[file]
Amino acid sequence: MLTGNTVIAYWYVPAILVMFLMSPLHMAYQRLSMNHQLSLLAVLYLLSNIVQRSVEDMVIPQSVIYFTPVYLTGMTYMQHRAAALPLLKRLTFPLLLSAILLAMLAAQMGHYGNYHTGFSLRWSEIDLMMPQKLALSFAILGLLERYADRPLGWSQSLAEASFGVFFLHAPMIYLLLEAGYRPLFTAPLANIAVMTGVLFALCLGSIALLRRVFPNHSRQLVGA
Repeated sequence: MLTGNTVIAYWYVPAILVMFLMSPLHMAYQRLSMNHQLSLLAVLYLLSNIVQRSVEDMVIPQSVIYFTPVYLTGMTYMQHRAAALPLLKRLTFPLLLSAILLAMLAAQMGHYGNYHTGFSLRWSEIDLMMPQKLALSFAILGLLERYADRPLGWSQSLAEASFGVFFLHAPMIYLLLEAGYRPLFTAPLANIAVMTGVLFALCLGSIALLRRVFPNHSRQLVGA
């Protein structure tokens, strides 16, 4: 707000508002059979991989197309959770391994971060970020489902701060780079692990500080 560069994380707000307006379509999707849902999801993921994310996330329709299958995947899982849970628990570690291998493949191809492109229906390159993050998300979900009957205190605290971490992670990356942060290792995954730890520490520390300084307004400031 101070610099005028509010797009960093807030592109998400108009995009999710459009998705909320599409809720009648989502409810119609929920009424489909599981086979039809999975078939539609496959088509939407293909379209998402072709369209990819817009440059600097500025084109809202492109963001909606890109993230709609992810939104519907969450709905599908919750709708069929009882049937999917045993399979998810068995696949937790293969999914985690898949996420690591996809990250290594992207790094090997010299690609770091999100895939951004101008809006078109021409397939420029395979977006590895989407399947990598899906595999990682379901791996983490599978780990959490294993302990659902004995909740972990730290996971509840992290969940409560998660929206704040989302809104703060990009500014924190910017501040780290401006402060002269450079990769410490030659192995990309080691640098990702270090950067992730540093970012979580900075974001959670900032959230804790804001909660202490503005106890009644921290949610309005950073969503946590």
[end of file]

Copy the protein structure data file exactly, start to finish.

Amino acid sequence: MLTGNTVIAYWYVPAILVMFLMSPLHMAYQRLSMNHQLSLLAVLYLLSNIVQRSVEDMVIPQSVIYFTPVYLTGMTYMQHRAAALPLLKRLTFPLLLSAILLAMLAAQMGHYGNYHTGFSLRWSEIDLMMPQKLALSFAILGLLERYADRPLGWSQSLAEASFGVFFLHAPMIYLLLEAGYRPLFTAPLANIAVMTGVLFALCLGSIALLRRVFPNHSRQLVGA
Repeated sequence: MLTGNTVIAYWYVPAILVMFLMSPLHMAYQRLSMNHQLSLLAVLYLLSNIVQRSVEDMVIPQSVIYFTPVYLTGMTYMQHRAAALPLLKRLTFPLLLSAILLAMLAAQMGHYGNYHTGFSLRWSEIDLMMPQKLALSFAILGLLERYADRPLGWSQSLAEASFGVFFLHAPMIYLLLEAGYRPLFTAPLANIAVMTGVLFALCLGSIALLRRVFPNHSRQLVGA
């Protein structure tokens, strides 16, 4: 707000508002059979991989197309959770391994971060970020489902701060780079692990500080 560069994380707000307006379509999707849902999801993921994310996330329709299958995947899982849970628990570690291998493949191809492109229906390159993050998300979900009957205190605290971490992670990356942060290792995954730890520490520390300084307004400031 101070610099005028509010797009960093807030592109998400108009995009999710459009998705909320599409809720009648989502409810119609929920009424489909599981086979039809999975078939539609496959088509939407293909379209998402072709369209990819817009440059600097500025084109809202492109963001909606890109993230709609992810939104519907969450709905599908919750709708069929009882049937999917045993399979998810068995696949937790293969999914985690898949996420690591996809990250290594992207790094090997010299690609770091999100895939951004101008809006078109021409397939420029395979977006590895989407399947990598899906595999990682379901791996983490599978780990959490294993302990659902004995909740972990730290996971509840992290969940409560998660929206704040989302809104703060990009500014924190910017501040780290401006402060002269450079990769410490030659192995990309080691640098990702270090950067992730540093970012979580900075974001959670900032959230804790804001909660202490503005106890009644921290949610309005950073969503946590």